While ERDAS IMAGINE is flexible and forgiving when reading many non-standard TIFF data with geographic information associated, ERDAS IMAGINE follows GeoTIFF specifications very carefully when creating GeoTIFFs. Notwithstanding ERDAS IMAGINE’s careful implementation of TIFF and GeoTIFF support, there are several things to be aware when creating the most portable GeoTIFF data possible. If we follow a few simple rules, we can provide data with a high level of portability, even to those beyond the geospatial community.
First, determine what level is the lowest level of support needed. I typically assume non-geospatial people will try to use the data in Microsoft Windows Picture and Fax Viewer or will insert the image into Microsoft Word. Hey, I know that is a bad idea, but a whole lot of people do it by accident, or because that is the best they have. Now, let’s not call them idiots because my mom has done this by accidently double-clicking on the TIFF. (Sorry mom.)
So, what TIFF parameters will create an image which will be supported the ‘lowest common software?’
1. GeoTIFF tags do not decrease portability. Software not using these GeoTIFF will ignore the tags. Because GeoTIFF followed TIFF6 specifications, true GeoTIFF’s will not cause a problem.
2. Unless you intend to open a lot of TIFF images at the same time, do not use tiling. If you need to open a lot of images at the same time, use tiling. While tiling is a standard TIFF option, and improves display speed in many software (especially for large images and lots of images), it decreases the portability of data. This is not a problem within ERDAS IMAGINE. It will handle a few dozen either striped or tiled images rapidly. But again, many lower-end software packages cannot handle TIFF data using tiling option, so use stripped TIFF (BIL) when in doubt.
3. Use the Red, Green, Blue (RGB, denoting 3 colors in the TIFF) option rather than Multispectral option. Multispectral is a standard TIFF option allowing for placement of more than three bands into a single TIFF. Many software products cannot support more than 3 colors per TIFF, and thus will not allow the display of the data.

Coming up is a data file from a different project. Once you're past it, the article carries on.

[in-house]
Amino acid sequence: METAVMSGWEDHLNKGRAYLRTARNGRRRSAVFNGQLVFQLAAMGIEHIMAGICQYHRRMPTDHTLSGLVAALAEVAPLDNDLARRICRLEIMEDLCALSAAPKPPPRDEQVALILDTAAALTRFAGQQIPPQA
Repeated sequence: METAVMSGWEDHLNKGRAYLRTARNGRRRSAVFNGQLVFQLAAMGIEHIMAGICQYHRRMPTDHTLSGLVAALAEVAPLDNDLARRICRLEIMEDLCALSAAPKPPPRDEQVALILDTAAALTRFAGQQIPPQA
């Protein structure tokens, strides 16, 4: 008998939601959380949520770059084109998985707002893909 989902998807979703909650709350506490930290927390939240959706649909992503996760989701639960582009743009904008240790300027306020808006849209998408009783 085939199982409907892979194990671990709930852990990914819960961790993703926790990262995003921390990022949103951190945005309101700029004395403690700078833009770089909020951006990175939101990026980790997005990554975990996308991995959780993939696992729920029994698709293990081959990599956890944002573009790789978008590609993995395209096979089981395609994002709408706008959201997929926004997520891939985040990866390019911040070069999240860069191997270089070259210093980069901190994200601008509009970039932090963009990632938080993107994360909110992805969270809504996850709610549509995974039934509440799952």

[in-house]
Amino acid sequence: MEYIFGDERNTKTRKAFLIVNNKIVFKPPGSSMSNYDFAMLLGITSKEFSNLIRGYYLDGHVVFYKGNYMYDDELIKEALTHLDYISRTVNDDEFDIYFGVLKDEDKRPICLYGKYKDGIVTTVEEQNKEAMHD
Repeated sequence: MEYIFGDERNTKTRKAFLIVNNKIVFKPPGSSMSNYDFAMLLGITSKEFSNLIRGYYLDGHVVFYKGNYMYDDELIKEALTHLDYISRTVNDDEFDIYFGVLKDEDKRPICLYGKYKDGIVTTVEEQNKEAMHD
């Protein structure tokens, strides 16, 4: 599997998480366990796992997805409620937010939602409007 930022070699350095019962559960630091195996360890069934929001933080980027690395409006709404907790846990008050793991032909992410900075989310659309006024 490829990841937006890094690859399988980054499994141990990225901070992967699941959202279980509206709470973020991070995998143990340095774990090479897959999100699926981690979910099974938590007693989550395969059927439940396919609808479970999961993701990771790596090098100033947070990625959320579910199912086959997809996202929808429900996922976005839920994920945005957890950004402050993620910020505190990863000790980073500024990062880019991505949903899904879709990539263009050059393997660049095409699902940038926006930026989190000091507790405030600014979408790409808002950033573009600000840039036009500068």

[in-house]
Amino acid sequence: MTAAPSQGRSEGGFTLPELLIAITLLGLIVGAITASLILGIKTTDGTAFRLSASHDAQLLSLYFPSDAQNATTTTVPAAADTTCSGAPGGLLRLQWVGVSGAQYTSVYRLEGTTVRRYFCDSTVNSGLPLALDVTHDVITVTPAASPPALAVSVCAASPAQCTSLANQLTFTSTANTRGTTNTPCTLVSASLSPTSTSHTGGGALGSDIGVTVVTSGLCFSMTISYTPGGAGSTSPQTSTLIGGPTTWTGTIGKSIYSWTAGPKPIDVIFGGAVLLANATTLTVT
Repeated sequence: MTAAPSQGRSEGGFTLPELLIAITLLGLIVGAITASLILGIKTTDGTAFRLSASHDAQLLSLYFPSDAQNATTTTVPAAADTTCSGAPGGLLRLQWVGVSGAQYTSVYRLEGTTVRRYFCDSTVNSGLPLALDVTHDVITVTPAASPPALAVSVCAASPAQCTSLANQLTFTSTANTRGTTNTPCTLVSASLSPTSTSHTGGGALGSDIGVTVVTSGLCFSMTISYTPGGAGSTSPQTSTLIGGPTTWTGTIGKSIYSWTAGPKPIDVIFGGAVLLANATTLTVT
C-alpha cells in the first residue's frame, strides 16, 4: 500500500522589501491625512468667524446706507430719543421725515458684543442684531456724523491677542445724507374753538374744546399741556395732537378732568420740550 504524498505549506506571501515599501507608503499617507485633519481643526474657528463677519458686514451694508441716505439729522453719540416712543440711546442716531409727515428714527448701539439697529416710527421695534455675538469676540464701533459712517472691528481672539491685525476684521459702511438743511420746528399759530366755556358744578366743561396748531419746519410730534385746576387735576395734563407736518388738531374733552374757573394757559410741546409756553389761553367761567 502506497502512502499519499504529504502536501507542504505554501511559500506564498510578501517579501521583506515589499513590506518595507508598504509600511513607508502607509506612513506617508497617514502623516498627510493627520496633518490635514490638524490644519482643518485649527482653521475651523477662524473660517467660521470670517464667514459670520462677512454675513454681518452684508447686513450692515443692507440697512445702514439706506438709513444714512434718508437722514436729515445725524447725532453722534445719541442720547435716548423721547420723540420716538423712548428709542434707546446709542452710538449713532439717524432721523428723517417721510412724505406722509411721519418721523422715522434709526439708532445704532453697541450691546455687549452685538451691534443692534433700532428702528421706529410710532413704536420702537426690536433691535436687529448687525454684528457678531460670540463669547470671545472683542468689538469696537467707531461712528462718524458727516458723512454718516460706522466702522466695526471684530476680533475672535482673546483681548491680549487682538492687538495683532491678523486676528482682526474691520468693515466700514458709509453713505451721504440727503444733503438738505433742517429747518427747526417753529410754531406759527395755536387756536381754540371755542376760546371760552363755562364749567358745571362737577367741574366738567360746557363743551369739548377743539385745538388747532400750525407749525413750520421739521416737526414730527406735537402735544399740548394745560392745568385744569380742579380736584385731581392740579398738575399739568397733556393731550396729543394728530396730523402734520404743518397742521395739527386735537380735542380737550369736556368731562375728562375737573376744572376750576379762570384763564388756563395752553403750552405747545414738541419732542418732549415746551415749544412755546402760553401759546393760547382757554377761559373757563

In the modern geospatial industry, 4+ band data delivery is becoming more prevalent. Many providers are required to deliver data as a red, green, blue image and a NIR, red, green image for each frame. This means the deliverable has duplicated 2 bands, green and red. Sadly, until the key software vendors decide to support Multispectral TIFF, this will continue to be a problem for TIFF and thus GeoTIFF.
4. You typically want to keep compression to None or Packbits. Packbits is the TIFF implementation of run-length compression (RLE). I have never run access a product which does not support Packbits. I have in the past run access software which did not support JPEG and LZW inside a TIFF wrapper, but these are becoming less and less frequent.
My lowest common test software for TIFF data is Microsoft Windows Picture and Fax Viewer. It supports: Striping, RGB, No Compression; or Striping, RGB, Packbits Compression; or Striping, RGB, LZW Compression. If these tools can read TIFF, everything can (Microsoft is kind of cheap.)
5. While BigTIFF (aka TIFF-64) is the standard for TIFF data >4GB in file size, it is not widely adopted yet. Consider delivering a compressed image until it is more widely adopted. ECW and MrSID are excellent solutions within the geospatial community. In the future JPEG 2000 may become a good format for portability in and out of the geospatial community.
So, how do I know I have a true GeoTIFF? A true GeoTIFF will have all horizontal map coordinate, projection information contained within the TIFF tags. It even supports vertical projection information. For a test, move any ancillary files (non-TIFF files) to another folder and display the TIFF in ERDAS IMAGINE 9.1 SP4 or higher version (9.2 SP1 is the current version). Use the TIFF and GeoTIFF tag viewer within the Image Info capability to examine the projection information. If you see your projection defined correctly, then the GeoTIFF is a true GeoTIFF.
Thursday, April 17, 2008
I have done my time in private sector data development, academia and private sector software development. Some of my strongest interests are in change detection and vegetation analysis.